COMMUNITY

Volunteers transforming Thessaloniki into a more user-friendly city

STRATOS KARAKASIDIS

TAGS: City Life, Innovation, Society, Environment

A new urban activist group in Thessaloniki wants to motivate citizens in the northern port city to take social and environmental problems into their own hands.

According to a study conducted by Thessaloniki’s Aristotle University and data provided by the Organization for Economic Cooperation and Development (OECD), the city has 2.14 square meters of public green space per resident, far below the 9 square meters minimum recommended by the World Health Organization (WHO).

Ecothess is the brainchild of Orestis Trasanidis, a graduate of the university’s school of civil engineering. He came up with the idea while writing a dissertation on the issue of sustainable urban development. The nongovernmental group, which was set up by Trasanidis with help from friends and fellow students, got down to work as soon as it was formed in 2015.

“We believe that citizens are key to solving the problems of today’s cities. People need to understand that the most direct and effective solutions [to problems in cities] are the result of the residents’ own initiatives,” Trasanidis said in a recent interview with Kathimerini.

“We need bottom-up decision-making and problem-solving models,” he said, adding that this is why we need “smart” citizens.

A “smart” citizen, the 26-year-old explains, is an informed citizen, but also one who is actively connected to his or her community.

“We believe that citizens must have access to information. They must also have multiple connections to the local community and authorities, so they can actively help create a better quality of life and a cleaner environment,” he said.
In one of their most important campaigns, Ecothess worked to turn a neglected green area in the center of Thessaloniki, opposite the headquarters of public broadcaster ERT3, into a “smart” park.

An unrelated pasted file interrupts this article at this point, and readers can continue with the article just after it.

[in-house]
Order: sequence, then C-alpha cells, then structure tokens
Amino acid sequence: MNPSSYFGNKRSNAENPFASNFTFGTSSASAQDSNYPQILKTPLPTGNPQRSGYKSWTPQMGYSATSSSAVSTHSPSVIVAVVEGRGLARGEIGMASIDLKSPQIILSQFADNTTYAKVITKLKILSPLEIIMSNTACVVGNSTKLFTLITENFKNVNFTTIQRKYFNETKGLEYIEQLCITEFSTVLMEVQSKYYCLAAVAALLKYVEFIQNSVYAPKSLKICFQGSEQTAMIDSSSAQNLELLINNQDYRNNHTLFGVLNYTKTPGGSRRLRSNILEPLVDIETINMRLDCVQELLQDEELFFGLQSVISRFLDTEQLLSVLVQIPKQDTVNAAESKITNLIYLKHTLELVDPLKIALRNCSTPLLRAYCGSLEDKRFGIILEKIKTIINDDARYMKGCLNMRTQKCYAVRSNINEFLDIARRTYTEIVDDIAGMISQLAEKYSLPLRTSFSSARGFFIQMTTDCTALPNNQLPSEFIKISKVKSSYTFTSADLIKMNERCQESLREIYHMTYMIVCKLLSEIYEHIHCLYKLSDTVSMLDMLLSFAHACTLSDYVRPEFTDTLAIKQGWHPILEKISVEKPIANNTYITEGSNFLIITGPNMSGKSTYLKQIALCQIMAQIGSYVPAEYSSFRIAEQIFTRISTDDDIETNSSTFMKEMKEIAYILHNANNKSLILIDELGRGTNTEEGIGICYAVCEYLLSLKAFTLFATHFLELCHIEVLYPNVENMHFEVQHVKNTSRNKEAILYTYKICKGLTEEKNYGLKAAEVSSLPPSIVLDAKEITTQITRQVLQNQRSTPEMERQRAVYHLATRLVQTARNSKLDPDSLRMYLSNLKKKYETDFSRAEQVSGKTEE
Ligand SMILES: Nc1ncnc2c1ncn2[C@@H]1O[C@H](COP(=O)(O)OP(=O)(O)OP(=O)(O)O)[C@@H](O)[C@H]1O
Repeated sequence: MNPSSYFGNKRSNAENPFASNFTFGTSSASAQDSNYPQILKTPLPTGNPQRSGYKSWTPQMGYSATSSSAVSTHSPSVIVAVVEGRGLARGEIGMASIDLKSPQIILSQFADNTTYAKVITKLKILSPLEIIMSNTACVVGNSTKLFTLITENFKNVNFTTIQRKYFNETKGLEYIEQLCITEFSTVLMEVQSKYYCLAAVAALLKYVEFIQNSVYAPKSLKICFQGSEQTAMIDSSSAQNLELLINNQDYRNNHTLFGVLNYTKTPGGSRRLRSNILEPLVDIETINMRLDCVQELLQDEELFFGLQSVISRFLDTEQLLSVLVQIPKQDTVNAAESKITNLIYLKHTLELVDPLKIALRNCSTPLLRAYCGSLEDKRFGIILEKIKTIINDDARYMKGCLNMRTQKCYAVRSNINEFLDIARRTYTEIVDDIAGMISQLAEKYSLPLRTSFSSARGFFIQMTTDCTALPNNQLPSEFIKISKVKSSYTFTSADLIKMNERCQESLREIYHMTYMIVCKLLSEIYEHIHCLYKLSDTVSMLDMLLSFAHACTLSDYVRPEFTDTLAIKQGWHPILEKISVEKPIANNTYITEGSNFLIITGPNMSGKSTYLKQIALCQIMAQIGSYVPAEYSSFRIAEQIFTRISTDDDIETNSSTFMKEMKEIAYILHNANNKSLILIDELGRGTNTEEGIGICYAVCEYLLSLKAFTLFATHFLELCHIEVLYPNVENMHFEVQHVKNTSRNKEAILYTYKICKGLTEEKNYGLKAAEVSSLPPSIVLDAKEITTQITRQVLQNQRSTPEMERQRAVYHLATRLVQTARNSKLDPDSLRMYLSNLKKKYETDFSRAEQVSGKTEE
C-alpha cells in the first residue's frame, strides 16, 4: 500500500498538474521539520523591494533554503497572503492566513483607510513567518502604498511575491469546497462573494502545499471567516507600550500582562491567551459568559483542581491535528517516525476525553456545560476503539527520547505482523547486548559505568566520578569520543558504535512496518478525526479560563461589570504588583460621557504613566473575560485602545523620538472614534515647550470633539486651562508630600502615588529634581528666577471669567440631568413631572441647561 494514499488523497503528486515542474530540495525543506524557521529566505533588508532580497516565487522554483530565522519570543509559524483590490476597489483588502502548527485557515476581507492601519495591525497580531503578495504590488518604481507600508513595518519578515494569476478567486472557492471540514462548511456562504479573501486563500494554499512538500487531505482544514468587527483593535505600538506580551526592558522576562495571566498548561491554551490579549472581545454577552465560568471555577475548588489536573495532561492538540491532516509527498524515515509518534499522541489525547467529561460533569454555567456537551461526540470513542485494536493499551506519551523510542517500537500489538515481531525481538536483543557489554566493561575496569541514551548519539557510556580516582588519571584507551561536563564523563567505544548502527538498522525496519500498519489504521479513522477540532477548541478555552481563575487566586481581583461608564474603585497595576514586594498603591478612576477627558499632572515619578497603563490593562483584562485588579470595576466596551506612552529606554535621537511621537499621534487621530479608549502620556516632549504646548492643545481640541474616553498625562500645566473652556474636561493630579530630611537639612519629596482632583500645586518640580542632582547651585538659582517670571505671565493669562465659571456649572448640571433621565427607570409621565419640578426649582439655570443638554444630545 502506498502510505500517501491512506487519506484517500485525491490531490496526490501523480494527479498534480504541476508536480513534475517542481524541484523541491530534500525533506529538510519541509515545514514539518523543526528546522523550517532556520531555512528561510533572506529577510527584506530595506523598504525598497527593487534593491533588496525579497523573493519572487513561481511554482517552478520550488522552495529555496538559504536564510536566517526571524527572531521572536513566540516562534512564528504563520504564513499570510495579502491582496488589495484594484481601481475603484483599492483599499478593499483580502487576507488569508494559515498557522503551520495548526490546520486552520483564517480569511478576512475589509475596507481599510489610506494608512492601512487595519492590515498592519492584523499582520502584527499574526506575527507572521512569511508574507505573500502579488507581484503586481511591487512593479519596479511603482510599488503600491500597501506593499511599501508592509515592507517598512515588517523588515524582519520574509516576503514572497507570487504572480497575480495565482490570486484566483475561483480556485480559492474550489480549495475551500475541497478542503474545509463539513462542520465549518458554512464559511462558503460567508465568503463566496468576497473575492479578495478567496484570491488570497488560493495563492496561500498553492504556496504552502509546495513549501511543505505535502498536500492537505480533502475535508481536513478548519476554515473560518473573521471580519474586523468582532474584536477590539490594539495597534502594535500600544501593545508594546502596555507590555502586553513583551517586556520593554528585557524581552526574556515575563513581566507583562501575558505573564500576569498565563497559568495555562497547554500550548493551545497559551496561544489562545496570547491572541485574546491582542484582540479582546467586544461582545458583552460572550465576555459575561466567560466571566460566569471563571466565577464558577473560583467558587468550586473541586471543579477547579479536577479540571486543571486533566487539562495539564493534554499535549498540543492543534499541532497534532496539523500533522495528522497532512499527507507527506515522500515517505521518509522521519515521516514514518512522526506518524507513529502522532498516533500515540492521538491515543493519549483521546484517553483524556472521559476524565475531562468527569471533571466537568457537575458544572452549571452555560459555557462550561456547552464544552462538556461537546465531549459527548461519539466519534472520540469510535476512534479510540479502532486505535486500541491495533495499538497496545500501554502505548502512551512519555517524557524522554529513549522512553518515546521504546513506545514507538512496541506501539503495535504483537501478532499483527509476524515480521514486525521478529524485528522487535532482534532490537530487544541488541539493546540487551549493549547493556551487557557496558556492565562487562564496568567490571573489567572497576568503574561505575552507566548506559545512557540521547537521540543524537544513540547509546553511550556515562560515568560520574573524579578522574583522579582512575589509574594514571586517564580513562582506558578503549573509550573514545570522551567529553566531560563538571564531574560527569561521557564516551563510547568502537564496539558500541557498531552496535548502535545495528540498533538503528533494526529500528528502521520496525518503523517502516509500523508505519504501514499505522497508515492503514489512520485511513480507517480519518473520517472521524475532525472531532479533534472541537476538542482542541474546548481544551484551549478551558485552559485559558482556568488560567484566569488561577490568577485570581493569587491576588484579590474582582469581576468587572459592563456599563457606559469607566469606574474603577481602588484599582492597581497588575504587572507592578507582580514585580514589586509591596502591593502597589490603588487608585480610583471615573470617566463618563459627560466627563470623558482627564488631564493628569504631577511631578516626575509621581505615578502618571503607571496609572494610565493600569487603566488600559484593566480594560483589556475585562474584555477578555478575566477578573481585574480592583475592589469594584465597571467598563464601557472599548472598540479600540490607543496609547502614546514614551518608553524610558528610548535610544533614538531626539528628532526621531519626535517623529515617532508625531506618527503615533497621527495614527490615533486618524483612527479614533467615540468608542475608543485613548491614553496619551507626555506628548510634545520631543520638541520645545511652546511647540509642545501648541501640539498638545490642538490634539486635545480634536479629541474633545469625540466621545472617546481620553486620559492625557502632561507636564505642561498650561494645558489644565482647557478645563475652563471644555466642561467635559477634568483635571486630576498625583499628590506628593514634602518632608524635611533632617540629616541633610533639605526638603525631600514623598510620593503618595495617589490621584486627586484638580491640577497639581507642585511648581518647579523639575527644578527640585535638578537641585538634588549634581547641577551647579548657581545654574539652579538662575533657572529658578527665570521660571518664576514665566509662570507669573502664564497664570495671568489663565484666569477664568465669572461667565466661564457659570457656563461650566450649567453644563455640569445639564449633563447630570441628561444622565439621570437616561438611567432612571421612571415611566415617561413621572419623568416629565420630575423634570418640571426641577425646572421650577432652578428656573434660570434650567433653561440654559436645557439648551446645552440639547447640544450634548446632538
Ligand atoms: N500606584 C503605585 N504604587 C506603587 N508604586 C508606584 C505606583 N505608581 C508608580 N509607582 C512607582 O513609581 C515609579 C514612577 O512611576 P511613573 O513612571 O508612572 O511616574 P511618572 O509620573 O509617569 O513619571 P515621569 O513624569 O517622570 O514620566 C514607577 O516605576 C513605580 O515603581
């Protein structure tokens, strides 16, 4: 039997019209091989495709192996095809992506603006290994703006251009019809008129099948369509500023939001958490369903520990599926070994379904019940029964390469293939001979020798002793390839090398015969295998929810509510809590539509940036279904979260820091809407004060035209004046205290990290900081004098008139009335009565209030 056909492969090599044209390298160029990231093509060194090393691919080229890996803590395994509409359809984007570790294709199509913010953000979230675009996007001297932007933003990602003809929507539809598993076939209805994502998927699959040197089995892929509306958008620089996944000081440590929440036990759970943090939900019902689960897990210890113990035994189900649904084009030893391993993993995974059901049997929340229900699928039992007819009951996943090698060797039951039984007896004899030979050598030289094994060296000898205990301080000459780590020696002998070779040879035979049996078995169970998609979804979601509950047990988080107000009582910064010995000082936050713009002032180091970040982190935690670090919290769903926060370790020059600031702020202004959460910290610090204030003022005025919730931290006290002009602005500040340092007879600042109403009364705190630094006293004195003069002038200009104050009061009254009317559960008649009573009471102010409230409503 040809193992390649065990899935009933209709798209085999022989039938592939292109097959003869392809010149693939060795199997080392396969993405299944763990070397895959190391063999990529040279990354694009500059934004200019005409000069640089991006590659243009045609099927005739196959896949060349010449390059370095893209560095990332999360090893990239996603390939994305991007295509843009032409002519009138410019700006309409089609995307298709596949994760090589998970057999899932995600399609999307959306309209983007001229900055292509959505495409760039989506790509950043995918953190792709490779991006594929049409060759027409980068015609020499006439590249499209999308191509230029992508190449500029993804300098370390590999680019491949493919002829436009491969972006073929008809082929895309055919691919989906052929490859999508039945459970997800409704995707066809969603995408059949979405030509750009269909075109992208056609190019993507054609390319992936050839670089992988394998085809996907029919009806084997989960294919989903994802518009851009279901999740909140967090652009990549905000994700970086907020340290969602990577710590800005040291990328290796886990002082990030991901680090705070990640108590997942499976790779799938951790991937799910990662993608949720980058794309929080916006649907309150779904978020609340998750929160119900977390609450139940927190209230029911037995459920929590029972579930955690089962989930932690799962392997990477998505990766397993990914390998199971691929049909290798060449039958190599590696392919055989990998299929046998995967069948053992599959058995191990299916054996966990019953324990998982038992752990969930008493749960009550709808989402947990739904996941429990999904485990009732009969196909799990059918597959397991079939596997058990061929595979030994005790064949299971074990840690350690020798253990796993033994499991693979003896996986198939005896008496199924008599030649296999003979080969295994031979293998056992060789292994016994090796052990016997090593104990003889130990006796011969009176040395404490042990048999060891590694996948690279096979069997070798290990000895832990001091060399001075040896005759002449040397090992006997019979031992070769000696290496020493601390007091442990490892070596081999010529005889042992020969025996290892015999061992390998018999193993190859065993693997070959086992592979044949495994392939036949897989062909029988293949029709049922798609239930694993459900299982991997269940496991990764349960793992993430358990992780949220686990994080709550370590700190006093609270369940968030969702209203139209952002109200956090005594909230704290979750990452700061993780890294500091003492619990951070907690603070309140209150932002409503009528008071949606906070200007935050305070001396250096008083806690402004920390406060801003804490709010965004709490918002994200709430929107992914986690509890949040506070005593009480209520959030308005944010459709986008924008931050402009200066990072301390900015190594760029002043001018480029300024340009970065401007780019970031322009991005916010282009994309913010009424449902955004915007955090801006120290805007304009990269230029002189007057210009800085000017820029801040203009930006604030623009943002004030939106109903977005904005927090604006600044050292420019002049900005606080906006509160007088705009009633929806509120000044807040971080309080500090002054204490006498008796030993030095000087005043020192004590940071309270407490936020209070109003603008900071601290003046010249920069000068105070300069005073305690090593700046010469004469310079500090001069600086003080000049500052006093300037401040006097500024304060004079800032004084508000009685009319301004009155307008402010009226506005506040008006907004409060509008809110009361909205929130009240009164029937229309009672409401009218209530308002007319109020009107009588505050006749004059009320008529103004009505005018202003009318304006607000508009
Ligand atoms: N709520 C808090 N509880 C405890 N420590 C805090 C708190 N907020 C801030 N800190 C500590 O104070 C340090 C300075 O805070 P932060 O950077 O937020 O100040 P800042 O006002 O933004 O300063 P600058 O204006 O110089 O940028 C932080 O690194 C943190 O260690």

“Our goal was to make a park using environmentally friendly materials and technological equipment,” said fellow activist Andreas Batsilas, an architect.
A group of about 40 individuals, mostly young mechanical engineers, worked on the project for up to nine hours a day for two months.

The benches around the park were equipped with solar cell phone chargers. The lighting was also tweaked so as to be powered by solar energy. Because bicycles are now allowed in the park, the group installed bike racks made of wooden pallets.

“The Municipality of Thessaloniki agreed to let us take over the park and the intervention was carried out with the aim of creating a pleasant environment for the people in the area as well as attracting people from other neighborhoods,” said Elisavet Charalambidou, an architect.

“The result is a model for parks in Thessaloniki and the rest of the country,” she said.

Despite difficulties in the early stages, Ecothess eventually managed to attract private funding for their campaigns. The Technical Chamber of Thessaloniki and private firms have also lent their support to the group, which likes to pride itself on its professional attitude and targeted interventions.

The bad news is that shortly after it was unveiled, the park became the target of vandals. The good news is that the young engineers have been approached by other municipalities asking them to transform parks in other districts.

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